The seasonal weather in early March meant there was the typical slow start to the season. On March 1st, the first bird of the year was a Peregrine Falcon, moving southeast, and the second bird was a dark morph Rough-legged Hawk. This was quite a rewarding start for the gang installing the windbreak and signboard. With five zeros in the first two weeks though, a count of 111 on March 14 exceeded the year’s total to that date and the next day’s 311 did that again. Thereafter the March flight was very good, in fact the highest total, 6,389, in the 37 years of recorded data. The best date was the warmest day of the month, March 18, when almost 900 Turkey Vultures pushed the total to 1,091.

Early in April there were two reasonable TV flight days but by the half way point in the season on April 7th, we’d had only one Osprey, no Golden Eagles or Northern Goshawks, and the Broad-winged Hawks had yet to make an appearance. Despite continuing coolness and periodic rain, the next five days produced a good number of Ospreys, Northern Harriers and Sharpies, the first Goshawk and on the 12th, the first Broad-winged Hawks (212). However, only 66 Broad-wings were seen during the following nine days of cool, wet and windy weather coming into Good Friday and the annual Open House on the 22nd. Fortunately the forecasted rain held off until after 3 pm and the Broad-wings flooded through at low altitude along with 12 other species producing a count of 2,025 birds for the assembled masses. Having attended all but one of our Open Houses, this was the greatest total in my memory but I’ve not checked the records.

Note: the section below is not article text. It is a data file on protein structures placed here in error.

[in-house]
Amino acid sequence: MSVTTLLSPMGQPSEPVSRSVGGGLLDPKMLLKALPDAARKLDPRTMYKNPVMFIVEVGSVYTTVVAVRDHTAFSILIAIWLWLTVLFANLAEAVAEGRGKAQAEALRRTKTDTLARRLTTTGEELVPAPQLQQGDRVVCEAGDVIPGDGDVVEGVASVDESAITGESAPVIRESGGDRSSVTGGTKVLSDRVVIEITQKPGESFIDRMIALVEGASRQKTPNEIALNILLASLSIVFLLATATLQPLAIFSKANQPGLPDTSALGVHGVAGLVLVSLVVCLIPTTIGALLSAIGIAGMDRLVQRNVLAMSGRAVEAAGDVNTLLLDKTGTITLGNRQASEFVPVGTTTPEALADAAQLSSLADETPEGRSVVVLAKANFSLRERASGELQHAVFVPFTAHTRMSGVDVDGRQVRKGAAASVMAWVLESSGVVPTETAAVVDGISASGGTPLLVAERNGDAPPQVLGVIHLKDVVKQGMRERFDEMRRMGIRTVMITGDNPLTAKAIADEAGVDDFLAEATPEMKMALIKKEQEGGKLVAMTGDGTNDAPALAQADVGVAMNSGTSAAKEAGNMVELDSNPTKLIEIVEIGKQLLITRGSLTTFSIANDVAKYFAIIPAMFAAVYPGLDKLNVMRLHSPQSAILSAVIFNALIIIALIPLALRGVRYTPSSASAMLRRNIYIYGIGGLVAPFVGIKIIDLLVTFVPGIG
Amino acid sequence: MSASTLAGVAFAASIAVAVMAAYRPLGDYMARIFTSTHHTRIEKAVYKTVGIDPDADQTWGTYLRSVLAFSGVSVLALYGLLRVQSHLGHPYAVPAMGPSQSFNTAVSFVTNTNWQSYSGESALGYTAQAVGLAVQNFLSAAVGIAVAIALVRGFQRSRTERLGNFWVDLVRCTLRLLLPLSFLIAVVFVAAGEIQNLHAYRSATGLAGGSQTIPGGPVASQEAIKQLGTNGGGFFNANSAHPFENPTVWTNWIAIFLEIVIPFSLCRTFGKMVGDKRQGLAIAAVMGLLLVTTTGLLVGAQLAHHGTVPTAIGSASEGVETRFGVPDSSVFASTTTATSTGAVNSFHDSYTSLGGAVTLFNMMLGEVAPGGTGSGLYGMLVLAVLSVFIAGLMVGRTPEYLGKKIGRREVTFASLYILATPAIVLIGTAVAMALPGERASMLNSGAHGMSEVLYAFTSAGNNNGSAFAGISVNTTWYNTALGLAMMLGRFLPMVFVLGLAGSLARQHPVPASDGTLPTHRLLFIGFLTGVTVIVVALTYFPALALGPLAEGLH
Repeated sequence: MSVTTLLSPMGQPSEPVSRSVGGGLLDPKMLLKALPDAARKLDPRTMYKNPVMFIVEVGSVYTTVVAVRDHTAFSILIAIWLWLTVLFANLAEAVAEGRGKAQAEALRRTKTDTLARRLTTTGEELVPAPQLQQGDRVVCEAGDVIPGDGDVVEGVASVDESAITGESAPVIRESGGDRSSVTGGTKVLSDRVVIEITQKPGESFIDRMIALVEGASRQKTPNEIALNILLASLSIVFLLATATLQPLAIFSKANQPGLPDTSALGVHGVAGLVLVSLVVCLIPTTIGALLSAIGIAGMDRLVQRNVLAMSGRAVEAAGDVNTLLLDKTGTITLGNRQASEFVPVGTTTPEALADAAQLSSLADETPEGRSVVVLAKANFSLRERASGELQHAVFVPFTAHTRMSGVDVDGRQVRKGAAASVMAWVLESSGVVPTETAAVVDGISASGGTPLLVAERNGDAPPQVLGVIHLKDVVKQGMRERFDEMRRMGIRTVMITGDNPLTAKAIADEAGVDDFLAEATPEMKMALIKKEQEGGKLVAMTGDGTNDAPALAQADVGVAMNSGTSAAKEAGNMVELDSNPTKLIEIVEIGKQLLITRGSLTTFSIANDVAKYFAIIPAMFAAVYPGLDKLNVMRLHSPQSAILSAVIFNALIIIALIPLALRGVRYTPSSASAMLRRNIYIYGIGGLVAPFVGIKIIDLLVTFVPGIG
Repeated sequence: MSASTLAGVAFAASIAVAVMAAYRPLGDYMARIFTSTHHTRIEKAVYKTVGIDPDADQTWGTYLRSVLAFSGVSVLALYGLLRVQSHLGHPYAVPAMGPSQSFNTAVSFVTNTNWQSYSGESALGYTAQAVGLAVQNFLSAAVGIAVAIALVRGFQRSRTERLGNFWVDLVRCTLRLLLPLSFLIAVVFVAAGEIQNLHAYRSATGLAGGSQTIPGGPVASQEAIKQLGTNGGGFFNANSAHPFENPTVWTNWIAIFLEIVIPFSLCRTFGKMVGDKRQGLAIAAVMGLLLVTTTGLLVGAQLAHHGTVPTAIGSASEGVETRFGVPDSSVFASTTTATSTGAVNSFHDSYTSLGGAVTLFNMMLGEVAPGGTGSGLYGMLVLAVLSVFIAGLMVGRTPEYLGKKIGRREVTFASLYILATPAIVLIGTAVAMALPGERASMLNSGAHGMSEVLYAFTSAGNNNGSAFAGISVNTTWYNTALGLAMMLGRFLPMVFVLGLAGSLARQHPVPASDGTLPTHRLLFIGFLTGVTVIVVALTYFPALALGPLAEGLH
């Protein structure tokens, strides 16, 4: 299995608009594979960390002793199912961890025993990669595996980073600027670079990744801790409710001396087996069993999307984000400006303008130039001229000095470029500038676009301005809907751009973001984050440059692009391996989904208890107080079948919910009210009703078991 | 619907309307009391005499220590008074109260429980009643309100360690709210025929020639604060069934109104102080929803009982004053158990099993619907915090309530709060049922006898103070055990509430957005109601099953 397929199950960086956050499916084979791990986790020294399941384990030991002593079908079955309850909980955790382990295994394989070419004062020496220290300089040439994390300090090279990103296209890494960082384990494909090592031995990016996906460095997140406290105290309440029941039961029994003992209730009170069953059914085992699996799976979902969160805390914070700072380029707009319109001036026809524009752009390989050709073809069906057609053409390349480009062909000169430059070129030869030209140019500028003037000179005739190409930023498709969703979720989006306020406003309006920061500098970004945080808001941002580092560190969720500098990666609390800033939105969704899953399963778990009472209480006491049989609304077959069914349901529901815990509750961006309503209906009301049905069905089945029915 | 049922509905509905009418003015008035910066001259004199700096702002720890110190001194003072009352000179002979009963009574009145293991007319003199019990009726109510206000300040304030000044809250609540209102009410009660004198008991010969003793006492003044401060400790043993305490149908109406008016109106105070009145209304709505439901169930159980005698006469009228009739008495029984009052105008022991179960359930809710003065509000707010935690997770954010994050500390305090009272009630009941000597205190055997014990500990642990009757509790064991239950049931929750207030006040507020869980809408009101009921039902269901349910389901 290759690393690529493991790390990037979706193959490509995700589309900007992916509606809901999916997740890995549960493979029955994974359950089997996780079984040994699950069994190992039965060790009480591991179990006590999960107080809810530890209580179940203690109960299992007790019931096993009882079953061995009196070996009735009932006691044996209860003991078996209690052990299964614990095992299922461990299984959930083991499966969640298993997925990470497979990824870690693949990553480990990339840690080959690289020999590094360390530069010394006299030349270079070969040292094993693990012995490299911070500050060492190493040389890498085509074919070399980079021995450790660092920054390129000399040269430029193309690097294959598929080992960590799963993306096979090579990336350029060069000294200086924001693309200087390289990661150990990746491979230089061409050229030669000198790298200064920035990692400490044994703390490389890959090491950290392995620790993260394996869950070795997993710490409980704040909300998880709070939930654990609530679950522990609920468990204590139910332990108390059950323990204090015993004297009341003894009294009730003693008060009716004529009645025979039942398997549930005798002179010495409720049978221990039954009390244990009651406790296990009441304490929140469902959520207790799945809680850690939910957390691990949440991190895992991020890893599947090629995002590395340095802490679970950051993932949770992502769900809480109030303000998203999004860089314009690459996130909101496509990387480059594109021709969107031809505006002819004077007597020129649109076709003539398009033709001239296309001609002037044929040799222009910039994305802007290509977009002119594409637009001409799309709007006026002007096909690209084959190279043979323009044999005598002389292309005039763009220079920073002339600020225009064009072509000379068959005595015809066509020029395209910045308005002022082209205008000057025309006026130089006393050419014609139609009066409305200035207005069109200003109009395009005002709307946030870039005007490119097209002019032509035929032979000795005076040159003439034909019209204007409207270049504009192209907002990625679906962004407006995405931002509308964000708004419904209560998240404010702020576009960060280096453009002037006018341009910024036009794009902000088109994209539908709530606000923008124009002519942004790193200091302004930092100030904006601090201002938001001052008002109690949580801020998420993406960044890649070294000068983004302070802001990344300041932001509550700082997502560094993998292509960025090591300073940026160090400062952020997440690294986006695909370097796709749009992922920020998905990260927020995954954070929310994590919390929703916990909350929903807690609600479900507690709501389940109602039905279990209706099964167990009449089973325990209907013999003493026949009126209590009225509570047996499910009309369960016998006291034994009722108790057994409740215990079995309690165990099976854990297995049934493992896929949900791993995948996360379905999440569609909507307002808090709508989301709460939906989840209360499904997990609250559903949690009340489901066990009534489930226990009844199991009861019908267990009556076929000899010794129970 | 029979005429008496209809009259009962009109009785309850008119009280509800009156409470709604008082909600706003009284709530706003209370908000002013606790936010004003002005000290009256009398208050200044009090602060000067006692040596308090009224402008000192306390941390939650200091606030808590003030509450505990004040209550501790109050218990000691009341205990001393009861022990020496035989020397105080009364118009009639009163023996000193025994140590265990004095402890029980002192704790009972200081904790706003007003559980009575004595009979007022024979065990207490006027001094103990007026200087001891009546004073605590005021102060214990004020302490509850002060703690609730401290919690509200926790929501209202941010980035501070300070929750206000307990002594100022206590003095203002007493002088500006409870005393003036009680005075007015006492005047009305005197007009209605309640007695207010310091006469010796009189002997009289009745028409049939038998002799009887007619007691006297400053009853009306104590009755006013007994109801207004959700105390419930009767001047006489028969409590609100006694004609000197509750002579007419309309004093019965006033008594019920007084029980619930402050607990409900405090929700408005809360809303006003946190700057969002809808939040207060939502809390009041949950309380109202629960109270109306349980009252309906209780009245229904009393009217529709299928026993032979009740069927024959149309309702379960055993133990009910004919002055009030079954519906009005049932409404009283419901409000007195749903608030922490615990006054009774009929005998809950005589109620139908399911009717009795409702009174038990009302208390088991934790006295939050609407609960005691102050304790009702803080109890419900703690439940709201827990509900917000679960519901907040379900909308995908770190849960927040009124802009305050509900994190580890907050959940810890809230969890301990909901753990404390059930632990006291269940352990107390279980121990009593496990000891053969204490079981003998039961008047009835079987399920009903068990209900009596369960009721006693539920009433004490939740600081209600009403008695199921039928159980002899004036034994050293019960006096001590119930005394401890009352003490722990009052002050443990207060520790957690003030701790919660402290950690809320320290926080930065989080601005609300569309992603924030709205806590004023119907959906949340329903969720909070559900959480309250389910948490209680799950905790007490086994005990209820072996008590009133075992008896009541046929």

The best, though, was yet to come. There followed five days with varying periods of rain, winds and fog that included another great flight of 1,947 birds on April 24th but concluded with a total washout on April 26th. On April 27th, a warm front lay along the southern Lake Ontario shoreline that had cool foggy conditions to the north and clearing, much warmer air to the south. A strengthening easterly wind brought a great flight of birds over Beamer that consisted of 14 of our 15 regular species (no Goshawk) and was highlighted by 4,464 Broad-wings, almost all at reasonable elevations. The final count of 5,291 birds (Table 2) represents the second greatest daily count in the history of our watch, beaten only by April 21, 1985. Only the approach of a cold front and the associated rain that shut down the flight in the middle of the afternoon prevented a new record daily total but we had established a new seasonal record by passing the 19,275 birds recorded in 1985. The April total of 13,667 birds was the third highest on record.

That was pretty much it for the season. Counts continued for three more weeks but no other significant flight days were recorded. On the last day of April we cracked 20,000 birds in a season for the first time. The weather in the first half of May was miserable and noday produced more than 60 raptors (Table 3) leading to a count of only 318 for the month, the second lowest total since 1976, before complete coverage was begun. The number of hours covered in May was the lowest since complete seasonal coverage began in 1981 contributing to the annual total of hours being tied with 2005 as the second lowest ever.